PLoS Genetics (Mar 2010)

Rapid assessment of genetic ancestry in populations of unknown origin by genome-wide genotyping of pooled samples.

  • Charleston W K Chiang,
  • Zofia K Z Gajdos,
  • Joshua M Korn,
  • Finny G Kuruvilla,
  • Johannah L Butler,
  • Rachel Hackett,
  • Candace Guiducci,
  • Thutrang T Nguyen,
  • Rainford Wilks,
  • Terrence Forrester,
  • Christopher A Haiman,
  • Katherine D Henderson,
  • Loic Le Marchand,
  • Brian E Henderson,
  • Mark R Palmert,
  • Colin A McKenzie,
  • Helen N Lyon,
  • Richard S Cooper,
  • Xiaofeng Zhu,
  • Joel N Hirschhorn

Journal volume & issue
Vol. 6, no. 3
p. e1000866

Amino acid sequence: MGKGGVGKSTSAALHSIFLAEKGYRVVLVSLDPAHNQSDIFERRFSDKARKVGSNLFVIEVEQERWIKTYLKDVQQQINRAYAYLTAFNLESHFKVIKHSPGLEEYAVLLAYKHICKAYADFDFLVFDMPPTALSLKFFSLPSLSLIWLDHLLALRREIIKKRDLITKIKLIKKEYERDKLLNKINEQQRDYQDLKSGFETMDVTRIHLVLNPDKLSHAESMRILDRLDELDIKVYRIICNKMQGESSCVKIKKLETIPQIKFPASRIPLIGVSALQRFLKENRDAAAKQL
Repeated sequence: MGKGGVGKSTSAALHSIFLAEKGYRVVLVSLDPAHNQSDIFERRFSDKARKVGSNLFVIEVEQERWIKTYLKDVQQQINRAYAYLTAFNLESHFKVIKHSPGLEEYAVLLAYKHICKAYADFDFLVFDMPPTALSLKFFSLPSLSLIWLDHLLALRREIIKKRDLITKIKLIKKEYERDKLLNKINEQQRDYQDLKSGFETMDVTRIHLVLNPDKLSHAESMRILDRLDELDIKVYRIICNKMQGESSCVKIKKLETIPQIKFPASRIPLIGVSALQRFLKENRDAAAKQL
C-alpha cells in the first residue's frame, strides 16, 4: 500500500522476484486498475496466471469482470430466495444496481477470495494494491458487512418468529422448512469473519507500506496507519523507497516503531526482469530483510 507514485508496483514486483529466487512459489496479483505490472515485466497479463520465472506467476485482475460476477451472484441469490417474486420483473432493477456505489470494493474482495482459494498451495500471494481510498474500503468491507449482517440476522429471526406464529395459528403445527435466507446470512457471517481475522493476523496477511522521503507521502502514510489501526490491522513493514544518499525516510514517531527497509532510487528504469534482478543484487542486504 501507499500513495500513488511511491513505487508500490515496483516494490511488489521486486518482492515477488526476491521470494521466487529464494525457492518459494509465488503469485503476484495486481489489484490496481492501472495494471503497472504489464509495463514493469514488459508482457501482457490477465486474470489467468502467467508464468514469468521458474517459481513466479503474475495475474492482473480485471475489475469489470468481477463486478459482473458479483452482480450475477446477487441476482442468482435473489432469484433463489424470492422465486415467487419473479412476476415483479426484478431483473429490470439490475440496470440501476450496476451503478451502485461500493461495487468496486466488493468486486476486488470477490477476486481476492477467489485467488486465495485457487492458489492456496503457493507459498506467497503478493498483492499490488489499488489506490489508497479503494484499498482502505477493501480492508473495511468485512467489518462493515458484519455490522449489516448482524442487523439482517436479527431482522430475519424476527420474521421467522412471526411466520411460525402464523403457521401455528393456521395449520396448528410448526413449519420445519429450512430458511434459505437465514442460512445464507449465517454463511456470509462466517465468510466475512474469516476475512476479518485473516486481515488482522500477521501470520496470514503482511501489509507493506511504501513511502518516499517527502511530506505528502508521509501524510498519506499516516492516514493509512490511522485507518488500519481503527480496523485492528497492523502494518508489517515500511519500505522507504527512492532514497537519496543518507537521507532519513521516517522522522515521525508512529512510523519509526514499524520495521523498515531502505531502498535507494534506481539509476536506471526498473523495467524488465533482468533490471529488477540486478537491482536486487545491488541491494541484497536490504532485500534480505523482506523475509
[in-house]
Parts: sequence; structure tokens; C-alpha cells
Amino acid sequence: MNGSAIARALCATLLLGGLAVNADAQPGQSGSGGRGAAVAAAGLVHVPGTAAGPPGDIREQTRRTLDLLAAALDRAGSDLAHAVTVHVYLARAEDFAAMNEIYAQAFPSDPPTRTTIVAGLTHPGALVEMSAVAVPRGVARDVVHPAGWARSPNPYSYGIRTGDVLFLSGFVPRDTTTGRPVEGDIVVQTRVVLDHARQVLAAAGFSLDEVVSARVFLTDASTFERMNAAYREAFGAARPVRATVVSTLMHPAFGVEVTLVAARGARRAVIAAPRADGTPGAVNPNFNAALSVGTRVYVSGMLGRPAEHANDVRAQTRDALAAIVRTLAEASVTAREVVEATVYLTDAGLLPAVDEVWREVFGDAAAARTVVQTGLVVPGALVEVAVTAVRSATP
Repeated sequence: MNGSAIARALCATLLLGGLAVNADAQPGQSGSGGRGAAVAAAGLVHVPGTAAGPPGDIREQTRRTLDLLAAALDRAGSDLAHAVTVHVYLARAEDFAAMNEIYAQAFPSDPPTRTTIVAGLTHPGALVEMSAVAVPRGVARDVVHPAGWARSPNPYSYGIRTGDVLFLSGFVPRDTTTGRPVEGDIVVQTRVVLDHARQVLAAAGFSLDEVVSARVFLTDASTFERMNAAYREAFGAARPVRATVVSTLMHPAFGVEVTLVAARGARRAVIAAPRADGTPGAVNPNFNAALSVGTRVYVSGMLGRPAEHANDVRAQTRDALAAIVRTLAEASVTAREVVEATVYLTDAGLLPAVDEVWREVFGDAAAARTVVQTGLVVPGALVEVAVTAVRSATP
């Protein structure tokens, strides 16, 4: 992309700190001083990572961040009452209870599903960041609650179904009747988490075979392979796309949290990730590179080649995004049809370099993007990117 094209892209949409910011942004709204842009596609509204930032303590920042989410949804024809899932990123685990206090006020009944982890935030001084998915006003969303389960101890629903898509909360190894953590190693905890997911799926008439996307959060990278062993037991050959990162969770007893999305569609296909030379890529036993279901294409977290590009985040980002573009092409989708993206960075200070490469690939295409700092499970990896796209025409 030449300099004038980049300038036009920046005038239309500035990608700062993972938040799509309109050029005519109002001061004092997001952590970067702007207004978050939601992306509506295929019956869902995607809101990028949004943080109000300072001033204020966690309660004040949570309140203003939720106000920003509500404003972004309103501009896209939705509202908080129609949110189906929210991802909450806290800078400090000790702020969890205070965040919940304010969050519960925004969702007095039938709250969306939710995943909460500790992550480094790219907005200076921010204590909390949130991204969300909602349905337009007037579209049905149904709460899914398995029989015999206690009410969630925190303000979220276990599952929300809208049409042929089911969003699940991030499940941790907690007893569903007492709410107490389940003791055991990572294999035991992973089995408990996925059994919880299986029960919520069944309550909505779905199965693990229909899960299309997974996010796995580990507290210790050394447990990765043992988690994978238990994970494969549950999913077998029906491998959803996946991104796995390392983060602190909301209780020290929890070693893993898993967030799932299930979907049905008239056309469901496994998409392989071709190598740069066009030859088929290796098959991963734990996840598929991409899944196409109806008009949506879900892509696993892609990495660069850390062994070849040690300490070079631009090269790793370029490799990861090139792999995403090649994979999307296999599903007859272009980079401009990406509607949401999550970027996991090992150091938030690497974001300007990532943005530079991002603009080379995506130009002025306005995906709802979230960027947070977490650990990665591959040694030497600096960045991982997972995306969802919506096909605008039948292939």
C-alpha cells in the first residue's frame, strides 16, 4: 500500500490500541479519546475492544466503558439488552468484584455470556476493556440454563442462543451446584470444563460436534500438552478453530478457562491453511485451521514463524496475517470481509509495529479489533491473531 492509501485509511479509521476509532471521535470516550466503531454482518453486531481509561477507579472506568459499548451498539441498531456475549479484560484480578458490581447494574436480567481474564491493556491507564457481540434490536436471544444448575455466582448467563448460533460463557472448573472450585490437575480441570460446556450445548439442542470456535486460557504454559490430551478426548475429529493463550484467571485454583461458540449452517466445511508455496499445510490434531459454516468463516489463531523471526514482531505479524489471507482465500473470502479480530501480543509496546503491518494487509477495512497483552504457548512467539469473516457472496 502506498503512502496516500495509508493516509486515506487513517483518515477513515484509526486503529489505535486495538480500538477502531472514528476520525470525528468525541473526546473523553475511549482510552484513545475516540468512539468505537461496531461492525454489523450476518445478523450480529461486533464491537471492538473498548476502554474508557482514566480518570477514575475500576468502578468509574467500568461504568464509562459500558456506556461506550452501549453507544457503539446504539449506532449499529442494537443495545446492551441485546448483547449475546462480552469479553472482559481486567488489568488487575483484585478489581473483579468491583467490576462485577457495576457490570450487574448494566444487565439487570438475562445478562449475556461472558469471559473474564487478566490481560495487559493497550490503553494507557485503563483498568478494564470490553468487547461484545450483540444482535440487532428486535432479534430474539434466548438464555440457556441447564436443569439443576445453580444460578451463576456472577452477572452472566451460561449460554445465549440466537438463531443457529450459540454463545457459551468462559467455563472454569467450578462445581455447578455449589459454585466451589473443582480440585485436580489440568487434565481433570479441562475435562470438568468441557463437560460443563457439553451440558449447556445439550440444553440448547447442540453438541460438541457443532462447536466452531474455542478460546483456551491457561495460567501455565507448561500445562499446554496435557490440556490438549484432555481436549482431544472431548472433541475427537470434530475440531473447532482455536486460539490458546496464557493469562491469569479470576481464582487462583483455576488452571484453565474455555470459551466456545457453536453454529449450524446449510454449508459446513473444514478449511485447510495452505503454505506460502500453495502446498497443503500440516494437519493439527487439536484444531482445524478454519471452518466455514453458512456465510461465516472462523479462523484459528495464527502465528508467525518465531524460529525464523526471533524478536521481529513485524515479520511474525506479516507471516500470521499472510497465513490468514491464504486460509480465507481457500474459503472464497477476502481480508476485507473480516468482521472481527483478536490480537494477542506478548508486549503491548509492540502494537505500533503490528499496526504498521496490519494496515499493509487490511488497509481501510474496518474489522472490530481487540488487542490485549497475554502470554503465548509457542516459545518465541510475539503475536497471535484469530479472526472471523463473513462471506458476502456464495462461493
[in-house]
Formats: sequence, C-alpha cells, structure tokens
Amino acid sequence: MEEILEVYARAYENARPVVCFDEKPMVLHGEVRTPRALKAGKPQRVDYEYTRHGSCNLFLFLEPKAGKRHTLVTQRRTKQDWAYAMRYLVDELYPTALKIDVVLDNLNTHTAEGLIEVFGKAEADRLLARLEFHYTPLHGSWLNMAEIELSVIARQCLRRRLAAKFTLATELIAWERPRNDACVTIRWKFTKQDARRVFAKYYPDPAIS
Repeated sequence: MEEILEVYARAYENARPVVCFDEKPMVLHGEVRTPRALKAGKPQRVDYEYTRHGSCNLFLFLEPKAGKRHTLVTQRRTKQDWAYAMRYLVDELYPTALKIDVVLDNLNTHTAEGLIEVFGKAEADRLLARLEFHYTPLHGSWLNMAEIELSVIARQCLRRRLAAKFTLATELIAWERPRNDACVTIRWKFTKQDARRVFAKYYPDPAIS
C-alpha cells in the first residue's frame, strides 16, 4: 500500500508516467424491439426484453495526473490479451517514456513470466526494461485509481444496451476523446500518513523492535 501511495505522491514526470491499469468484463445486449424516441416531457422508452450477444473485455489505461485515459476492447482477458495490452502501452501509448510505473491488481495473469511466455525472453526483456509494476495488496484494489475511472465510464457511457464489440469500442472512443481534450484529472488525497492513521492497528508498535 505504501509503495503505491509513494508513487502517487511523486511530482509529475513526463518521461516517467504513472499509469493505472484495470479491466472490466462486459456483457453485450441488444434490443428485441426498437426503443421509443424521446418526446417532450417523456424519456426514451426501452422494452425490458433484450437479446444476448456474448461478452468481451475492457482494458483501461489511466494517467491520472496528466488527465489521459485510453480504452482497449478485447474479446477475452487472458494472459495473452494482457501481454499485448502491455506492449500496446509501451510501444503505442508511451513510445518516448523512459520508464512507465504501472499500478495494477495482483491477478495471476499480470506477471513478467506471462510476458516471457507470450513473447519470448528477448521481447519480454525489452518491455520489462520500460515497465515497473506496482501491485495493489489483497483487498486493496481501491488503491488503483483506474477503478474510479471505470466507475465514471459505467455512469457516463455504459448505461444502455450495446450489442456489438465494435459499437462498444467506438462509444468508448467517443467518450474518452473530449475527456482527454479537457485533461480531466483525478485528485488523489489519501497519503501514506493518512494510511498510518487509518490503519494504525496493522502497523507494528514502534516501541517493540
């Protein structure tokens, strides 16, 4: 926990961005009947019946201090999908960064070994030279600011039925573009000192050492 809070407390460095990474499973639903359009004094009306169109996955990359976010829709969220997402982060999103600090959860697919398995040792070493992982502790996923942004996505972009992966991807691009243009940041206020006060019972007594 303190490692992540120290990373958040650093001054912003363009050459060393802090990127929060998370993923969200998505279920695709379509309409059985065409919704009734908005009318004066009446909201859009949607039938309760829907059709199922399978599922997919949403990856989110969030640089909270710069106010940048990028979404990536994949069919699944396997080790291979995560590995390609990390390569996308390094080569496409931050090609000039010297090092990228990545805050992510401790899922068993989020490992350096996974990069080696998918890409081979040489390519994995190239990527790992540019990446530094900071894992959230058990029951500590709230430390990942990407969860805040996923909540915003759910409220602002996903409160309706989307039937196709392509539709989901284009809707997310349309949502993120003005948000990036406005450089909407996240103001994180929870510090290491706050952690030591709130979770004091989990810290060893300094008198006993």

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As we move forward from the current generation of genome-wide association (GWA) studies, additional cohorts of different ancestries will be studied to increase power, fine map association signals, and generalize association results to additional populations. Knowledge of genetic ancestry as well as population substructure will become increasingly important for GWA studies in populations of unknown ancestry. Here we propose genotyping pooled DNA samples using genome-wide SNP arrays as a viable option to efficiently and inexpensively estimate admixture proportion and identify ancestry informative markers (AIMs) in populations of unknown origin. We constructed DNA pools from African American, Native Hawaiian, Latina, and Jamaican samples and genotyped them using the Affymetrix 6.0 array. Aided by individual genotype data from the African American cohort, we established quality control filters to remove poorly performing SNPs and estimated allele frequencies for the remaining SNPs in each panel. We then applied a regression-based method to estimate the proportion of admixture in each cohort using the allele frequencies estimated from pooling and populations from the International HapMap Consortium as reference panels, and identified AIMs unique to each population. In this study, we demonstrated that genotyping pooled DNA samples yields estimates of admixture proportion that are both consistent with our knowledge of population history and similar to those obtained by genotyping known AIMs. Furthermore, through validation by individual genotyping, we demonstrated that pooling is quite effective for identifying SNPs with large allele frequency differences (i.e., AIMs) and that these AIMs are able to differentiate two closely related populations (HapMap JPT and CHB).